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Flavourful French Onion Soup by Lionel & Hetta

French Onion Soup by Lionel & Hetta

The key to a great French onion soup is patience. There’s so much flavour to be found in the onions alone, but if you rush the process, you’ll risk missing out on their full potential. By taking it low and slow, the natural sugars in the onions break down, allowing them to caramelize. This results in some serious depth of flavour! If possible, I highly recommend using homemade stock (beef, chicken or a mix), which is something I always make sure to keep handy in my freezer. Whether I’m using it for cooking, or as a base for a soup, it’s a simple way to elevate the final dish. That said, if you’re in a pinch, store-bought will do! Enjoy this lovely recipe from Lionel & Hetta.

Ingredients

6 large yellow onions, quartered lengthwise and sliced ¼ inch thin

1/4 cup butter

1/4 cup extra virgin olive oil

1 cup sherry

2 tsp balsamic reduction

1 Tbsp. sambal oelek

8 cups homemade stock (or quality store bought)

3-5 sprigs of thyme

2 bay leaves

2 tsp salt

1 baguette or fresh sourdough loaf, sliced 1/2 inch thick

1 1/2 – 2 lb. Gruyere, shredded

Instructions

Heat a large Dutch oven over medium-high. Once hot, add the oil and the butter to the pot, and wait for it to foam. Add half the onions and allow them to cook down, stirring frequently. Once they’re slightly translucent, add the remaining onions and continue to stir frequently. After about 10-15 minutes, the onions should be quite soft. Be very careful not to let them burn.

Lower the heat as much as possible, and spread the onions into an even layer across the bottom of the pot. Allow them to cook, untouched, for a few minutes before stirring again. As the pot comes down in temperature, this length of time will extend, and you should be able to leave the onions for reasonable stretches, allowing them to darken, but not burn.

Continue to redistribute the onions evenly across the bottom of the pot, allowing them to eventually cook down and darken to a deep brown hue. This process will take approximately 2 hours.

NOTE: If you do not want to fish out the thyme sprigs and bay leaves once the soup is done, you can wrap them in cheesecloth and use kitchen twine to tie off the ends.

Once the onions are very soft, dark, and sweet, stir in the sherry and balsamic reduction. Allow to cook for about 15 minutes, or until the wine has reduced significantly. Add the sambal oelek, homemade stock, thyme sprigs, bay leaves, and salt, and allow to simmer for another 30-45 minutes.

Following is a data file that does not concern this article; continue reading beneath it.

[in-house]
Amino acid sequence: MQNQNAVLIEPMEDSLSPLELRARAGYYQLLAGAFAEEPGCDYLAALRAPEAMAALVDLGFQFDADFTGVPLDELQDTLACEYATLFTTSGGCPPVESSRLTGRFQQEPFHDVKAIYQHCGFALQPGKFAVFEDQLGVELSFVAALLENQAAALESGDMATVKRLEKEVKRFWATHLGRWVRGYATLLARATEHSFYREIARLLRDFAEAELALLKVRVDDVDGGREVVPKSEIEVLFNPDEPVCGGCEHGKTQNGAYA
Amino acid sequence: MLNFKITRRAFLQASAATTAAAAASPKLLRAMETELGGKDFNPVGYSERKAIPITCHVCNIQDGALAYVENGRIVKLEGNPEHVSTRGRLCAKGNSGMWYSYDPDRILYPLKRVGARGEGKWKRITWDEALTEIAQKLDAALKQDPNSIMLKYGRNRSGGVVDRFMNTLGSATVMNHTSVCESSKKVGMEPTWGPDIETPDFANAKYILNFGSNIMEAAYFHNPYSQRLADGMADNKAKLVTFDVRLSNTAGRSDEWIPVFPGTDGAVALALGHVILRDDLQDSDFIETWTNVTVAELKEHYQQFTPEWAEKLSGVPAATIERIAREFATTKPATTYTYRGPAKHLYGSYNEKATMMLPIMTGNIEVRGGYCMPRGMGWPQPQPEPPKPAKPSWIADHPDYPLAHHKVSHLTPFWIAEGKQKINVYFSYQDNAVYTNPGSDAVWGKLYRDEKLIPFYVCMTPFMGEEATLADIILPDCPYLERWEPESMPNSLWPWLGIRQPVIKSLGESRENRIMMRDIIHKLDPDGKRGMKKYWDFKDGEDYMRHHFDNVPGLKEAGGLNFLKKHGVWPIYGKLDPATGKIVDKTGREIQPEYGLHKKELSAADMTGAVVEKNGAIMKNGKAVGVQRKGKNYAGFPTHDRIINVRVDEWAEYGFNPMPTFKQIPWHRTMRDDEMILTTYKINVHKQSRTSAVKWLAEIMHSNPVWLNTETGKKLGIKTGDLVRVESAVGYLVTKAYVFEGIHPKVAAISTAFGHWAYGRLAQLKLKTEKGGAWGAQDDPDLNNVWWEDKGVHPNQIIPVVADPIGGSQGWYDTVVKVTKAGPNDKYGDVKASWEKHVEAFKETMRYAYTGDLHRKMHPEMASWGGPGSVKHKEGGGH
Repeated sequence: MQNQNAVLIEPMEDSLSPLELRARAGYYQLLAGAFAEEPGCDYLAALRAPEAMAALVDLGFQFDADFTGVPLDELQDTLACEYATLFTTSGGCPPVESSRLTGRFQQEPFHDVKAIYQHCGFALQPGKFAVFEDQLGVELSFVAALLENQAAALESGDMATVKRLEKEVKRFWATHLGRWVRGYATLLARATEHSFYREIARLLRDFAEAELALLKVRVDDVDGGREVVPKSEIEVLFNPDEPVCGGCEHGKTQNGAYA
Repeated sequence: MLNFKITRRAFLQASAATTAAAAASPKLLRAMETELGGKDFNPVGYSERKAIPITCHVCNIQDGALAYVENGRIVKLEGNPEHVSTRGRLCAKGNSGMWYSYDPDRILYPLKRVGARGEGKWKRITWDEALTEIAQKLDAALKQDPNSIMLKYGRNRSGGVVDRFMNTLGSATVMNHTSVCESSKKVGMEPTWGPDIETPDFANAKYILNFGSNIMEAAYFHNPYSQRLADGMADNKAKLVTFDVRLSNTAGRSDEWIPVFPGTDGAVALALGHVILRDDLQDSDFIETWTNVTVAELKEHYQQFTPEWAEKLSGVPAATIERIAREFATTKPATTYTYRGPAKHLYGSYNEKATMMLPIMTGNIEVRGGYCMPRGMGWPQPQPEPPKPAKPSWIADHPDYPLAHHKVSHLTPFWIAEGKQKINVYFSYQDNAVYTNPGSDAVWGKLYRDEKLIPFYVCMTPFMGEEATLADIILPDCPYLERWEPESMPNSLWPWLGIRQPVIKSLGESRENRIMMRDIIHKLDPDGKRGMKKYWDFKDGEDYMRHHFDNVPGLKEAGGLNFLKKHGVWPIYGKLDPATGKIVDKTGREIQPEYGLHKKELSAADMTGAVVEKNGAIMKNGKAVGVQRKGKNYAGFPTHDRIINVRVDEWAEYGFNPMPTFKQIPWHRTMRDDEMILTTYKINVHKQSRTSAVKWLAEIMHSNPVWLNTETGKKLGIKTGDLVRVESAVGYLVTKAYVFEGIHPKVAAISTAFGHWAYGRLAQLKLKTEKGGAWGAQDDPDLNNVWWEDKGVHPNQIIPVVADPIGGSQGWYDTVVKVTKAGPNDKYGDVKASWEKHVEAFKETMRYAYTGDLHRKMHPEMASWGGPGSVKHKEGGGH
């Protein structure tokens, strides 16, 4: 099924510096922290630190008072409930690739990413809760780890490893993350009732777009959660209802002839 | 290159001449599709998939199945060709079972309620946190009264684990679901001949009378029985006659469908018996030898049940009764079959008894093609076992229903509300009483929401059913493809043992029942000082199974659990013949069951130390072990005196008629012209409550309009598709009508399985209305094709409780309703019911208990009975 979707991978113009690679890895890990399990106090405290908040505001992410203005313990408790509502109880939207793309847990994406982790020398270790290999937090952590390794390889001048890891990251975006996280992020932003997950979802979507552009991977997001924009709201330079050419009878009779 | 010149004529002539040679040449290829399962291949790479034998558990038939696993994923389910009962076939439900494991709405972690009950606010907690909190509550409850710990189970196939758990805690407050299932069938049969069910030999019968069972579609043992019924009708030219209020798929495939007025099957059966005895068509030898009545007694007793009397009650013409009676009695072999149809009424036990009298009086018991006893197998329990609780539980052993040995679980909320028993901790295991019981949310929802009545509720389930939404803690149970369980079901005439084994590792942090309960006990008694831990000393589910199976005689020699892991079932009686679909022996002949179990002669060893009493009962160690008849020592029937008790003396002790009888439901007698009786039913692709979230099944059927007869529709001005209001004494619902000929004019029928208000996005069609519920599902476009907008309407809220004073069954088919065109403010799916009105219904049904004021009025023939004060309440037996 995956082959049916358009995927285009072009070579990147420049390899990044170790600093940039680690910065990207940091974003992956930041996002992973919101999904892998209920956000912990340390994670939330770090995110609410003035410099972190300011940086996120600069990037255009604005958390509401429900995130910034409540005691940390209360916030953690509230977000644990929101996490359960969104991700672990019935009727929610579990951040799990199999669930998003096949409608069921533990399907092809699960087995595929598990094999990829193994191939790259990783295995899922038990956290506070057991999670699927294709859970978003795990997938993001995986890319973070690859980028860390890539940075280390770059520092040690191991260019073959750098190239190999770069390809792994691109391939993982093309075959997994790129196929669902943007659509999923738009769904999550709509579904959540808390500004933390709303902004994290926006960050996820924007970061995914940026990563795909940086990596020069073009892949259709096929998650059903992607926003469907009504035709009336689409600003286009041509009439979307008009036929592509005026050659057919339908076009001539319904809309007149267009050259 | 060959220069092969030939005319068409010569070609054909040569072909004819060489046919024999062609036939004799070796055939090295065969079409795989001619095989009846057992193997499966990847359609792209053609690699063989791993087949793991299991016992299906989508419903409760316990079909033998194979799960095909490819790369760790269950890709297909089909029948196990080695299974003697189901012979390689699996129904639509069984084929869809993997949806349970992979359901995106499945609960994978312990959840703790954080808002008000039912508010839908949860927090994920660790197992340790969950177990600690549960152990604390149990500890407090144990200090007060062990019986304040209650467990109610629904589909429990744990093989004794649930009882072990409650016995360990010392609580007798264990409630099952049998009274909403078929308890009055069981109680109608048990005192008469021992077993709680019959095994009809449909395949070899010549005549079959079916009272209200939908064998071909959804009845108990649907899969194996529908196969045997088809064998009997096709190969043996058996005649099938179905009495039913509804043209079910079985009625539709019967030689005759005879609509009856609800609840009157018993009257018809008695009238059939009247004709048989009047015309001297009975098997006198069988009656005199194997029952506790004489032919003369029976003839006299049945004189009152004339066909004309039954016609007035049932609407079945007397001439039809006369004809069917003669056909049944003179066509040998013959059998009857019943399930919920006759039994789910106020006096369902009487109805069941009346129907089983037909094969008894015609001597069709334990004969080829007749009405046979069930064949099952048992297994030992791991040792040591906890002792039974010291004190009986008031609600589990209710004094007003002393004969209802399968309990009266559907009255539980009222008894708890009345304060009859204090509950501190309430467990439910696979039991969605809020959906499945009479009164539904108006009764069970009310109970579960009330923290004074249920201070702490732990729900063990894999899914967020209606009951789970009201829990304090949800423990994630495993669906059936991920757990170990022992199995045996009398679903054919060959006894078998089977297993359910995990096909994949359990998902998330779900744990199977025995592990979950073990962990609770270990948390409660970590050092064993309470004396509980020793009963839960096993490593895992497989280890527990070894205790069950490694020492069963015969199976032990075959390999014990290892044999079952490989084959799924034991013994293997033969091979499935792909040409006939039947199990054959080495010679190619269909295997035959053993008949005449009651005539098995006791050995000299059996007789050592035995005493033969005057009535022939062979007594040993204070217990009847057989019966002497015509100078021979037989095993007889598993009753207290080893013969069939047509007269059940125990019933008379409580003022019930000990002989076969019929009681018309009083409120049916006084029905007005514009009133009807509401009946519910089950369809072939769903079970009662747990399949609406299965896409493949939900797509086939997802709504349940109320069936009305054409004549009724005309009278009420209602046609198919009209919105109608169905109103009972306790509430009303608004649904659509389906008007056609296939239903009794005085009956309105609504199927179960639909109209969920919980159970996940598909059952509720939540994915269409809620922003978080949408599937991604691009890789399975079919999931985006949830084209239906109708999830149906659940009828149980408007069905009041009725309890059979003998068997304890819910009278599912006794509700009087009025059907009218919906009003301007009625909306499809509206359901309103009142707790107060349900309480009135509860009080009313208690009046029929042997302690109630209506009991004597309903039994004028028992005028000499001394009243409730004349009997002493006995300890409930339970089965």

While the soup is finishing, turn your oven on broil. If you’re using a baguette, slice two pieces of bread per bowl of soup. If you’re using a whole loaf of your preferred bread, create half slices that will fit into each bowl. Rub each slice with olive oil and scatter them on a sheet pan. Place on the middle rack and allow to broil until golden. For extra crispy pieces, flip and repeat on the opposite side.

NOTE: For extra flavour, rub a clove of garlic over the crispy bread slices, before adding them to the soup.

Once the soup is done, season with salt and pepper to taste. Place 4-6 French onion soup bowls on a sheet pan, and ladle the soup into each bowl, leaving about a half-inch of space at the top. Carefully place the bread on top, so it floats and remains flat. Divide the cheese evenly and carefully build a small mountain over each piece of bread. You want to try to keep the cheese above the liquid, so it doesn’t get wet. It’s okay if the cheese melts over the sides of the bowl. French Onion Soup is meant to be this way.

Place the sheet pan in the oven under the broiler and leave it until the cheese has browned and become crusty at the edges.

Serve garnished with thyme, and enjoy!

Recommended for you:

Classic Roasted Tomato Soup wtih Croutons & Fried Prosciutto

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The Author
Alexandra Doyscher is a food photographer, visual storyteller, and the creator of Lionel & Hetta – an online space dedicated to her love for dining and gathering. Inspired by her roots, Alex finds passion and inspiration in the simple daily acts that make us who we are. Based on her grandparents and the nourishing lifestyle they passed down through her mother, her blog is a place meant to inspire creation and intention through the wondrous journey in the kitchen.

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